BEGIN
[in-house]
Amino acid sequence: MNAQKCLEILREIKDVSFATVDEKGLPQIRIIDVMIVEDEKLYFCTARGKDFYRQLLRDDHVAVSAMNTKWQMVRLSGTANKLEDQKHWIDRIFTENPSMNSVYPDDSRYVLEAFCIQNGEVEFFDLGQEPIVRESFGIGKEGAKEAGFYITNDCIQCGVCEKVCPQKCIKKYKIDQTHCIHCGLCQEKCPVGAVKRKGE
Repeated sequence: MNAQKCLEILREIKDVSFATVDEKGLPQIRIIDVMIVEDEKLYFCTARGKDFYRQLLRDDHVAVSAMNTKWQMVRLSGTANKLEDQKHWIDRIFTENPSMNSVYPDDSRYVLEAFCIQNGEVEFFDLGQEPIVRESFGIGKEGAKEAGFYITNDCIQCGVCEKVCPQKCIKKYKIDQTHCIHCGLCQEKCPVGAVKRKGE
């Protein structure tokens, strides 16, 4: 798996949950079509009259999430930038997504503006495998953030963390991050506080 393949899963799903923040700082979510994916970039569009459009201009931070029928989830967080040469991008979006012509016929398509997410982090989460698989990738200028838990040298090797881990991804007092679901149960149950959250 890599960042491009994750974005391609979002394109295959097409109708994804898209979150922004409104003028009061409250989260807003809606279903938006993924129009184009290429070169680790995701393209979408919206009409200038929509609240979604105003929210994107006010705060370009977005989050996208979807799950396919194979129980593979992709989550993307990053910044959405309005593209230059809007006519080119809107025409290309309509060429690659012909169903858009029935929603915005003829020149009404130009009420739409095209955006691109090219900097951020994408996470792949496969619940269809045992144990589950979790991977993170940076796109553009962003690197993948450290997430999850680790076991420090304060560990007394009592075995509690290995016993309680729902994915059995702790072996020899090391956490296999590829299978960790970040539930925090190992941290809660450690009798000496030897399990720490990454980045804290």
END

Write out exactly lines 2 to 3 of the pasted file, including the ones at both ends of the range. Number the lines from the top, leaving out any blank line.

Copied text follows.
Amino acid sequence: MNAQKCLEILREIKDVSFATVDEKGLPQIRIIDVMIVEDEKLYFCTARGKDFYRQLLRDDHVAVSAMNTKWQMVRLSGTANKLEDQKHWIDRIFTENPSMNSVYPDDSRYVLEAFCIQNGEVEFFDLGQEPIVRESFGIGKEGAKEAGFYITNDCIQCGVCEKVCPQKCIKKYKIDQTHCIHCGLCQEKCPVGAVKRKGE
Repeated sequence: MNAQKCLEILREIKDVSFATVDEKGLPQIRIIDVMIVEDEKLYFCTARGKDFYRQLLRDDHVAVSAMNTKWQMVRLSGTANKLEDQKHWIDRIFTENPSMNSVYPDDSRYVLEAFCIQNGEVEFFDLGQEPIVRESFGIGKEGAKEAGFYITNDCIQCGVCEKVCPQKCIKKYKIDQTHCIHCGLCQEKCPVGAVKRKGE